John 6:31
Our fathers did eat manna in the desert; as it is written, He gave them bread from heaven to eat.
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(31) Our fathers did eat manna.—He claims to be the Messiah; but the Messiah was to be greater than Moses, and the sign He has shown is less. The Messiah was to cause manna again to fall from heaven, as their Rabbis taught. They had eaten food which, if miraculously multiplied, was still the food of earth—the common bread and common relish—and this on the grassy sward not far removed from the habitations of men. Their fathers had eaten the manna which came direct from God, and was gathered from the granite rocks of the desert; and the Psalmist had told, and Hebrew children loved to chant, that “bread from heaven was that which He gave them to eat.”

6:28-35 Constant exercise of faith in Christ, is the most important and difficult part of the obedience required from us, as sinners seeking salvation. When by his grace we are enabled to live a life of faith in the Son of God, holy tempers follow, and acceptable services may be done. God, even his Father, who gave their fathers that food from heaven to support their natural lives, now gave them the true Bread for the salvation of their souls. Coming to Jesus, and believing on him, signify the same. Christ shows that he is the true Bread; he is to the soul what bread is to the body, nourishes and supports the spiritual life. He is the Bread of God. Bread which the Father gives, which he has made to be the food of our souls. Bread nourishes only by the powers of a living body; but Christ is himself living Bread, and nourishes by his own power. The doctrine of Christ crucified is now as strengthening and comforting to a believer as ever it was. He is the Bread which came down from heaven. It denotes the Divinity of Christ's person and his authority; also, the Divine origin of all the good which flows to us through him. May we with understanding and earnestness say, Lord, evermore give us this Bread.Our fathers - The Jews who were led by Moses through the wilderness.

Did eat manna - This was the name given by the Jews to the food which was furnished to them by God in their journey. It means literally, "What is this?" and was the question which they asked when they first saw it, Exodus 16:14-15. It was small like frost, and of the size of coriander-seed, and had a sweetish taste like honey. It fell in great quantities, and was regarded by the Jews as proof of a continued miracle during forty years, and was incontestable evidence of the interposition of God in favor of their fathers. The manna which is sold in the shops of druggists is a different substance from this. It is obtained from the bark of certain trees in Armenia, Georgia, Persia, and Arabia. It is procured, as resin is, by making an incision in the bark, and it flows out or distils from the tree.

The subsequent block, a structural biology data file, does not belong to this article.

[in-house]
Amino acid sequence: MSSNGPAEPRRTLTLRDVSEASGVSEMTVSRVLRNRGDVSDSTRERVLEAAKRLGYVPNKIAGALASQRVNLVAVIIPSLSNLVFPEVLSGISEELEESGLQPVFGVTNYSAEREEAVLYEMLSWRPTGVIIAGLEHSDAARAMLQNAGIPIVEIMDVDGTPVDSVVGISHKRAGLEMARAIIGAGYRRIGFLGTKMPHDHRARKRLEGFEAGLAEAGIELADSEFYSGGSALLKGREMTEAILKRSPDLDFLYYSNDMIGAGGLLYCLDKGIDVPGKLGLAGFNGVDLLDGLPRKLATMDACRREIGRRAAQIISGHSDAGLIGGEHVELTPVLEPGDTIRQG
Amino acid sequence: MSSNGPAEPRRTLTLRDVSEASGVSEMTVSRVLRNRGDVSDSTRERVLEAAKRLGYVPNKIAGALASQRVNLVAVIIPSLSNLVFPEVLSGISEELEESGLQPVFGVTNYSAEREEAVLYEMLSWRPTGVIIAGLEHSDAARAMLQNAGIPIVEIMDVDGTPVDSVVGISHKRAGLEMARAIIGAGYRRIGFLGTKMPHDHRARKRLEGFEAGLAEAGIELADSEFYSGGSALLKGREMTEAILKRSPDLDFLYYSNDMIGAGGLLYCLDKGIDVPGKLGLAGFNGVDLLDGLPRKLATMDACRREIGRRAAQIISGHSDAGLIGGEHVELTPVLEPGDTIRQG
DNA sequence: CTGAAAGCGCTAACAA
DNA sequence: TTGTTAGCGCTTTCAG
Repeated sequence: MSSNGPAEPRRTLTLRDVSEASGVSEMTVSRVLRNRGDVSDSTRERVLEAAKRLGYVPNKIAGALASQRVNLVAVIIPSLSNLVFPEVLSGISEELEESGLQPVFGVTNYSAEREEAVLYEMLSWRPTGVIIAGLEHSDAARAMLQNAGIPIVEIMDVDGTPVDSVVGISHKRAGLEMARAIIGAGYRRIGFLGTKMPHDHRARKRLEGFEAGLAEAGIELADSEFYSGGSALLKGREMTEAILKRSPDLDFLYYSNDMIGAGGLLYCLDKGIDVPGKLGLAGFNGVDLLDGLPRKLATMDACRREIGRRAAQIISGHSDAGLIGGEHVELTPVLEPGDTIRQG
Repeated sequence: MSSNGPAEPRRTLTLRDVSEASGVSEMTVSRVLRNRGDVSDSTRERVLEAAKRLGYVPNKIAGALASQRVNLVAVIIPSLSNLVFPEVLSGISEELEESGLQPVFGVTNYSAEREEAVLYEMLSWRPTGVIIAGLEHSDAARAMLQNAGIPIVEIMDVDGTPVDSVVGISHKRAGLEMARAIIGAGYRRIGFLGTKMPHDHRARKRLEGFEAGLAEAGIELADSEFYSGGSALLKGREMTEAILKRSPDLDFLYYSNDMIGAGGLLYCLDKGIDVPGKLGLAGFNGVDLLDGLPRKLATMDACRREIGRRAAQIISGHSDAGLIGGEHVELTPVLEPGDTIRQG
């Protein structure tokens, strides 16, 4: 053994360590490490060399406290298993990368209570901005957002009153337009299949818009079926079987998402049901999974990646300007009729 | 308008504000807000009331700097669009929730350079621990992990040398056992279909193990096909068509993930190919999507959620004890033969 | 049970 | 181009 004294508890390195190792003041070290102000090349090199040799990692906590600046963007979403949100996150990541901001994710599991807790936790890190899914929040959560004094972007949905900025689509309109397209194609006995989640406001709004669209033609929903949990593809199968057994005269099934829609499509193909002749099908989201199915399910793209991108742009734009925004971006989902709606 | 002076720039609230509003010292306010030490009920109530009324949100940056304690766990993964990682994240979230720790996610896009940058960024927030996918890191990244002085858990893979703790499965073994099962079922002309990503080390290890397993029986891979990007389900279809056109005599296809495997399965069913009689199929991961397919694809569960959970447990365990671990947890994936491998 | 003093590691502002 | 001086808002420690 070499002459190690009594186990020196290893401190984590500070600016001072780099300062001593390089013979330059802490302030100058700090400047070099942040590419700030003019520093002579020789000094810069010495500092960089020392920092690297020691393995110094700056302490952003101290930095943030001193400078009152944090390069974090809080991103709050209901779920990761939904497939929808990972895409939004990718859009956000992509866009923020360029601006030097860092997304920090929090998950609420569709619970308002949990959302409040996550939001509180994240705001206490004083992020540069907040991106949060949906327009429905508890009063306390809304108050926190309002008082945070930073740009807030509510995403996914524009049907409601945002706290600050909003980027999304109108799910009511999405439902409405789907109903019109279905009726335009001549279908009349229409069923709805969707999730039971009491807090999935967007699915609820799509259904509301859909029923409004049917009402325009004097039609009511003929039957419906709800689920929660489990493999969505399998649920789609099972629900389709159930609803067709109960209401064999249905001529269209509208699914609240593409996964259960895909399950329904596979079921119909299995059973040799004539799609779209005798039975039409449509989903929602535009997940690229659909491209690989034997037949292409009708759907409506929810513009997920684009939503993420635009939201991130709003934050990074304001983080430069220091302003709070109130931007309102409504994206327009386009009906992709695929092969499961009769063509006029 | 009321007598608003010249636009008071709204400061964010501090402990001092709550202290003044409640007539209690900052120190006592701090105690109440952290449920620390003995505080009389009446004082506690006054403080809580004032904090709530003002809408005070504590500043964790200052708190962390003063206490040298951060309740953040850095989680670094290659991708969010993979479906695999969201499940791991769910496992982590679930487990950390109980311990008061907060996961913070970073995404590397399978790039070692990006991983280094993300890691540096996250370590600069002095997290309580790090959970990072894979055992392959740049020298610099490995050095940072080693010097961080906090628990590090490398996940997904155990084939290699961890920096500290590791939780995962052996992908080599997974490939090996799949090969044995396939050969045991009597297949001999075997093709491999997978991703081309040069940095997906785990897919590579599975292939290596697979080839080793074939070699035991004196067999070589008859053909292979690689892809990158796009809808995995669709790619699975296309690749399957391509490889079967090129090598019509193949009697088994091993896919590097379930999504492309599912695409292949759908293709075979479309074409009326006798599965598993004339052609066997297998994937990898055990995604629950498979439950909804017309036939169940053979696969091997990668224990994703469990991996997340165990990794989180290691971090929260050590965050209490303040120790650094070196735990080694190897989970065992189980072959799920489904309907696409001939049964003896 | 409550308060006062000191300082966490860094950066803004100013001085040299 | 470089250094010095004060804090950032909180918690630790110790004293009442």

As it is written - The substance of this is written in Psalm 78:24-25.

He gave them - This was regarded as a miraculous interference in their behalf, and an attestation of the divine mission of Moses, and hence they said familiarly that Moses gave it to them.

Bread from heaven - The word "heaven," in the Scriptures, denotes often the region of the air, the atmosphere, or that region in which the clouds are. See Matthew 16:3; "The sky (heaven) is red and lowering." Also Matthew 3:16; Luke 4:15; Luke 5:18. The Jews, as appears from their writings (see Lightfoot), expected that the Messiah would provide his followers with plenty of delicious food; and as Moses had provided for the Jews in the wilderness, so they supposed that Christ would make provision for the temporal wants of his friends. This was the sign, probably, which they were now desirous of seeing.

31. Our fathers did eat manna, &c.—insinuating the inferiority of Christ's miracle of the loaves to those of Moses: "When Moses claimed the confidence of the fathers, 'he gave them bread from heaven to eat'—not for a few thousands, but for millions, and not once only, but daily throughout their wilderness journey." Here they magnify Moses; he did not bring them a law only, but confirmed it by signs from heaven to be the will of God, by obtaining for them bread to be mined from heaven to satisfy their hunger, Exodus 16:15 Numbers 11:7; which is also confirmed by the psalmist, Psalm 78:25. This Moses did for the whole congregation of Israel forty years together. From hence they would seem to conclude, that they had more ground to believe Moses than Christ, who, though he had indeed lately fed five thousand with five loaves, yet had done no such thing. Not considering that Moses, in what he did, was but an instrument to obtain of God by prayer such a miracle, for supporting his people in the wilderness; and that what he had done, was done by a creating power inherent in himself, by which he multiplied that little proportion of bread which they had, to make it sufficient to feed such a quantity as five thousand, besides women and children; to which effect it bare no proportion.

Our fathers did eat manna in the wilderness,.... Which was a sort of food prepared by angels in the air, and rained down from thence about the tents of the Israelites; it was a small round thing, as small as the hoar frost on the ground; it was like a coriander seed, and the colour of it was the colour of bdellium: it was so called, either from "to prepare", because it was prepared, and got ready for the Israelites; or from the first words that were spoken upon sight of it, , "what is it?" for they knew not what it was: and this the Jewish fathers fed upon all the while they were in the wilderness, till they came to Canaan's land, and they only; it was food peculiar to them: "our fathers did eat"; and so the Jews (f) observe on those words in Exodus 16:35,